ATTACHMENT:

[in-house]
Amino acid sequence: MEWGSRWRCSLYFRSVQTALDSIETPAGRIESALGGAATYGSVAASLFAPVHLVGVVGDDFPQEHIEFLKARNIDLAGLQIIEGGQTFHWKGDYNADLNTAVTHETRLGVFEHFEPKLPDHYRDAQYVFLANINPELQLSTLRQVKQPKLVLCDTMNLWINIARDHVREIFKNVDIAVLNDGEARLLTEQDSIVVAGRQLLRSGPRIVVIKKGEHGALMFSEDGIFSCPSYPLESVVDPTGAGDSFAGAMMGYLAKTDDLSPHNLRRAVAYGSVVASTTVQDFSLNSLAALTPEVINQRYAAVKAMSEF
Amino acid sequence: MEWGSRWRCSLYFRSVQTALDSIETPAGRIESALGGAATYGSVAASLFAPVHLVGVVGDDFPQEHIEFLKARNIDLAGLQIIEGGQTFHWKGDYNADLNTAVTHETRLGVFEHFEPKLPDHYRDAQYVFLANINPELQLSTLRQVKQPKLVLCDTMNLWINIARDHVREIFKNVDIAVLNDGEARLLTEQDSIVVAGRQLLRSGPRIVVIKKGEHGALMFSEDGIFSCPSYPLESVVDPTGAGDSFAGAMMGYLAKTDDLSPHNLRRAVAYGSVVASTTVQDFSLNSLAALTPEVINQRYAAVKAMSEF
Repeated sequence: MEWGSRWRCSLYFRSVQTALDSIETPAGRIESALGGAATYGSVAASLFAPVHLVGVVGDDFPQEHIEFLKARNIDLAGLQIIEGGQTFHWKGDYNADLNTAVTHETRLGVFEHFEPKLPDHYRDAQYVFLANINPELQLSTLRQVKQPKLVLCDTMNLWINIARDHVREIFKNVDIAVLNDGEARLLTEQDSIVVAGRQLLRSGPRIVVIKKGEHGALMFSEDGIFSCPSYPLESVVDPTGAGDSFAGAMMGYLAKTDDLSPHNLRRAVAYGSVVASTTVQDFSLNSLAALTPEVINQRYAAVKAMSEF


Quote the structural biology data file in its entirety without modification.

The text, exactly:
[in-house]
Amino acid sequence: MEWGSRWRCSLYFRSVQTALDSIETPAGRIESALGGAATYGSVAASLFAPVHLVGVVGDDFPQEHIEFLKARNIDLAGLQIIEGGQTFHWKGDYNADLNTAVTHETRLGVFEHFEPKLPDHYRDAQYVFLANINPELQLSTLRQVKQPKLVLCDTMNLWINIARDHVREIFKNVDIAVLNDGEARLLTEQDSIVVAGRQLLRSGPRIVVIKKGEHGALMFSEDGIFSCPSYPLESVVDPTGAGDSFAGAMMGYLAKTDDLSPHNLRRAVAYGSVVASTTVQDFSLNSLAALTPEVINQRYAAVKAMSEF
Amino acid sequence: MEWGSRWRCSLYFRSVQTALDSIETPAGRIESALGGAATYGSVAASLFAPVHLVGVVGDDFPQEHIEFLKARNIDLAGLQIIEGGQTFHWKGDYNADLNTAVTHETRLGVFEHFEPKLPDHYRDAQYVFLANINPELQLSTLRQVKQPKLVLCDTMNLWINIARDHVREIFKNVDIAVLNDGEARLLTEQDSIVVAGRQLLRSGPRIVVIKKGEHGALMFSEDGIFSCPSYPLESVVDPTGAGDSFAGAMMGYLAKTDDLSPHNLRRAVAYGSVVASTTVQDFSLNSLAALTPEVINQRYAAVKAMSEF
Repeated sequence: MEWGSRWRCSLYFRSVQTALDSIETPAGRIESALGGAATYGSVAASLFAPVHLVGVVGDDFPQEHIEFLKARNIDLAGLQIIEGGQTFHWKGDYNADLNTAVTHETRLGVFEHFEPKLPDHYRDAQYVFLANINPELQLSTLRQVKQPKLVLCDTMNLWINIARDHVREIFKNVDIAVLNDGEARLLTEQDSIVVAGRQLLRSGPRIVVIKKGEHGALMFSEDGIFSCPSYPLESVVDPTGAGDSFAGAMMGYLAKTDDLSPHNLRRAVAYGSVVASTTVQDFSLNSLAALTPEVINQRYAAVKAMSEF